Market for housing is in 'limbo', says bank's expert

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The Independent Online

The housing market is lacking direction, Halifax has warned. Its latest house price index, published yesterday, showed that property prices slumped a further 0.5 per cent last month after falling 1.1 per cent in August.

Over the quarter, prices showed an increase of 0.1 per cent, the first quarterly increase since the first three months of 2010. But that is not a sign that the market is picking up, said Martin Ellis, housing economist at the bank.

"We've experienced a mixed monthly picture so far this year with four rises, four falls and one no-change since January," he pointed out. "This mixed pattern is consistent with a market where prices are lacking genuine direction."

Alex King, a director of the mortgage broker SPF Private Clients, said: "Once again the property market continues to bounce around with no discernible direction. Low interest rates, cheap mortgage finance and, in many areas, a shortage of homes are propping up prices while weak consumer confidence and reduced disposable incomes are causing people to sit on their hands. The market is essentially in limbo."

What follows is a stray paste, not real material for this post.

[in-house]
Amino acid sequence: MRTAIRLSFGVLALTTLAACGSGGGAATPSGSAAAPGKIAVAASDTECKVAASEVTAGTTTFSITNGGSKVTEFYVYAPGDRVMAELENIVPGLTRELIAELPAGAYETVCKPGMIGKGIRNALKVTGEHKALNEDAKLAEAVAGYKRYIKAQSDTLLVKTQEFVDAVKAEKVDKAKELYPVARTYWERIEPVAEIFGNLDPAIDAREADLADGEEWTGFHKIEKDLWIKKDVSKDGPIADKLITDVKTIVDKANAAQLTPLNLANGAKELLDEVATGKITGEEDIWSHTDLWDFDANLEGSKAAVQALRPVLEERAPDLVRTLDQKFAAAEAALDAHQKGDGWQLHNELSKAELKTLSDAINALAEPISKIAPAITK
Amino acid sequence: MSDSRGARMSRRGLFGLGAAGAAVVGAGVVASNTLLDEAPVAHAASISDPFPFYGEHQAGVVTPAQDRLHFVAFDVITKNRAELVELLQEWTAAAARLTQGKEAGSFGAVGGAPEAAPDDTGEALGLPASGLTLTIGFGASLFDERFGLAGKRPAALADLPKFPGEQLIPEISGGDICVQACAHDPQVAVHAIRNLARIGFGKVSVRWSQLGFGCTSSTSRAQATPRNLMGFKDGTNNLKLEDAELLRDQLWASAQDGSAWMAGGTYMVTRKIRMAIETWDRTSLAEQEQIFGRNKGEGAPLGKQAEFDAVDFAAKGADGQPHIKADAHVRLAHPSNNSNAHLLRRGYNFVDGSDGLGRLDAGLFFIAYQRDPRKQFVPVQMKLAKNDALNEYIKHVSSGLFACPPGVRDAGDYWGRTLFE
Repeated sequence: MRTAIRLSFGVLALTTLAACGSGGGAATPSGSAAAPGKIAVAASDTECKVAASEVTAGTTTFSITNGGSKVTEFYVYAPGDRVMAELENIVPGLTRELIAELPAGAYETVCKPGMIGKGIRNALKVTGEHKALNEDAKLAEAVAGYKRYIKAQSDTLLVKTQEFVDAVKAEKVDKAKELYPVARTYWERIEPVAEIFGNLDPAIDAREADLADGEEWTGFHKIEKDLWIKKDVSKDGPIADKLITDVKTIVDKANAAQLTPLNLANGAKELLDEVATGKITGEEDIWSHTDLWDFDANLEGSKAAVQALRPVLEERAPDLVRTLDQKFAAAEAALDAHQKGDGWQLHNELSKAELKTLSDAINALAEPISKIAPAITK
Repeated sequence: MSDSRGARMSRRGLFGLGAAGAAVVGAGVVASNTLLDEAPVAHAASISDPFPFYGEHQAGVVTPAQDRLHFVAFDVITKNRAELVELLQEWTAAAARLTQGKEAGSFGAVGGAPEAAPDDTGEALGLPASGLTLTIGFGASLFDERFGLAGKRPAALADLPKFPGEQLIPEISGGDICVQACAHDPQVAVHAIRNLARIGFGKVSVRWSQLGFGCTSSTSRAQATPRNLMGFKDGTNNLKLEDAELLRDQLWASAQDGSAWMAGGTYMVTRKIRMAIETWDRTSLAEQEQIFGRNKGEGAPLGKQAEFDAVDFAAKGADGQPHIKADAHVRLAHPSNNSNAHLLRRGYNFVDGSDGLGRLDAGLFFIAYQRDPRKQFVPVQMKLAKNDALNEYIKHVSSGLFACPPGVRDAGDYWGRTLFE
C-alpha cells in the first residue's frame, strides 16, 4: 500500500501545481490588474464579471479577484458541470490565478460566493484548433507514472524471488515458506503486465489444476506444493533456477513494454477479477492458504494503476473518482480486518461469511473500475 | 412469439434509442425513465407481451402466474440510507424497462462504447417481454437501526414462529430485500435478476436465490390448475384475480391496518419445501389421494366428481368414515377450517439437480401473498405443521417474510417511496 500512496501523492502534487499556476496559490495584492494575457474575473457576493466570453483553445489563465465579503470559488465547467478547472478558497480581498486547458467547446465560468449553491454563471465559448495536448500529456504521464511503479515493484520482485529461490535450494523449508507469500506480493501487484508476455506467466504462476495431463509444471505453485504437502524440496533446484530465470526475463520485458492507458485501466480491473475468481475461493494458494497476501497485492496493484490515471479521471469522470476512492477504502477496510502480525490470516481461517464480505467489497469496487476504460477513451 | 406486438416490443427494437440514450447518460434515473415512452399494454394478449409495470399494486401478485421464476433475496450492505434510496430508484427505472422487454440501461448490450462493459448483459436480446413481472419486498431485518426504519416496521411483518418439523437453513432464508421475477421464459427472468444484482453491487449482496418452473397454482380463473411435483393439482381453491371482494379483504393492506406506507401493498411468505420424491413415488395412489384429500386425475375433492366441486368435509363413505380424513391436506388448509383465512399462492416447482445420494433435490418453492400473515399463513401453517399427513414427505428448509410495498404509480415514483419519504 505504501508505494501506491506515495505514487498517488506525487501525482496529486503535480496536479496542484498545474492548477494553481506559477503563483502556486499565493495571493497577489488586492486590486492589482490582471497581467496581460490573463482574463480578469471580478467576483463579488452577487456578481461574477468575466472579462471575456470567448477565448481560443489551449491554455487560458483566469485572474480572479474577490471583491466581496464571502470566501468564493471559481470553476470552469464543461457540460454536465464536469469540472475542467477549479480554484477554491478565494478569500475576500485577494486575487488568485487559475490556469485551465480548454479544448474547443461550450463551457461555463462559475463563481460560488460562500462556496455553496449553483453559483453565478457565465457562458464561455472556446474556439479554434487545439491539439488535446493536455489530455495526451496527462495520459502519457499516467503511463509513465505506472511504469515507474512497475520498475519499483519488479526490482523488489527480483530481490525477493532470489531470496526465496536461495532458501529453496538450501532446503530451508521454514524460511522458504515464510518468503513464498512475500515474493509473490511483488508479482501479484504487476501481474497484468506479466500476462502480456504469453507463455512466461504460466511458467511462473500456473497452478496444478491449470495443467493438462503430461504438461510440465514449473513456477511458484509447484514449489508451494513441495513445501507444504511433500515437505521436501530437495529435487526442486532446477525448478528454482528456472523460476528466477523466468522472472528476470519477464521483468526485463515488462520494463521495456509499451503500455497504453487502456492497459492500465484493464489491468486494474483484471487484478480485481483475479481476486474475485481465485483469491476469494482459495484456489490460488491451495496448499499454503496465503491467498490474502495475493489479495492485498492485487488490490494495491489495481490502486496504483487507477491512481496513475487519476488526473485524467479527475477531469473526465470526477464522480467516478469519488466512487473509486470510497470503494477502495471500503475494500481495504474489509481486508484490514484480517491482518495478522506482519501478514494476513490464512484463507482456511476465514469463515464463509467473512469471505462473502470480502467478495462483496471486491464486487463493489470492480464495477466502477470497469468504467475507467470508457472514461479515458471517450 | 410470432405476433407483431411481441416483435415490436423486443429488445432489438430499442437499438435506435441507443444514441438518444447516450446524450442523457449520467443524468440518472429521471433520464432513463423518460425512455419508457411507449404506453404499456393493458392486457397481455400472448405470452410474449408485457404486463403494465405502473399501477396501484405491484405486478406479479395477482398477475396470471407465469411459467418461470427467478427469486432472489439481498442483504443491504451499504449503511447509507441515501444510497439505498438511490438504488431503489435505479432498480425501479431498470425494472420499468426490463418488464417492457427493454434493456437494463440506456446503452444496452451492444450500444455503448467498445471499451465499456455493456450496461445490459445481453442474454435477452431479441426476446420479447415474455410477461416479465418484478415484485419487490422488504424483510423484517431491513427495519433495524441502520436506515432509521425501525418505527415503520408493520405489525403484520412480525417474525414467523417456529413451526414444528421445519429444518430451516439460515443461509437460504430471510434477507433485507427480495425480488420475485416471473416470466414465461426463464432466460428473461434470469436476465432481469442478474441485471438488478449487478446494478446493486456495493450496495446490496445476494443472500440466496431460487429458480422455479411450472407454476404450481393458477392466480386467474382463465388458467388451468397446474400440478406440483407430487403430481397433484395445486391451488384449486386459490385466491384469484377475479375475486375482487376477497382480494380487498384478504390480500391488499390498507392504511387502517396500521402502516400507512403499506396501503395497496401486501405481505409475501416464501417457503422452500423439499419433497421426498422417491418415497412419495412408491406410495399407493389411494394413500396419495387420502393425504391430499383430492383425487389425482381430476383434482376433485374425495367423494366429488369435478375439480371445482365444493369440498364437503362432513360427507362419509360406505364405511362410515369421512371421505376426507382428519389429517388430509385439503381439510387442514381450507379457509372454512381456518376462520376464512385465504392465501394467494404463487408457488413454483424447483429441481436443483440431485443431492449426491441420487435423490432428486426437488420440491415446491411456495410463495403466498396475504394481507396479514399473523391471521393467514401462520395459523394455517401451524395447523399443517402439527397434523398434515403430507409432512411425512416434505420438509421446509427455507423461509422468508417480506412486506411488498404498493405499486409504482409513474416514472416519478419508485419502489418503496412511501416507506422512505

The average price of a home has fallen 2.3 per cent in the past year to £161,132, according to Halifax. But mortgage affordability appears to be improving. Typical mortgage payments for a new borrower have fallen from a peak of 48 per cent of average disposable earnings in mid 2007 to 26 per cent in the last three months.

That leaves it at its lowest level since 1997 and significantly lower than the average of 37 per cent recorded over the past 25 years.

However, greater uncertainty about the economy and individuals' financial circumstances, together with pressure on home-owners' finances from weak earnings growth, higher inflation and increases in taxes, will continue to hold back housing demand, Halifax said.

Mr Ellis said that low interest rates and a rise in employment over the past year have supported the market, bringing about stability for prices and activity.

"We expect little change over the remainder of this year," he added.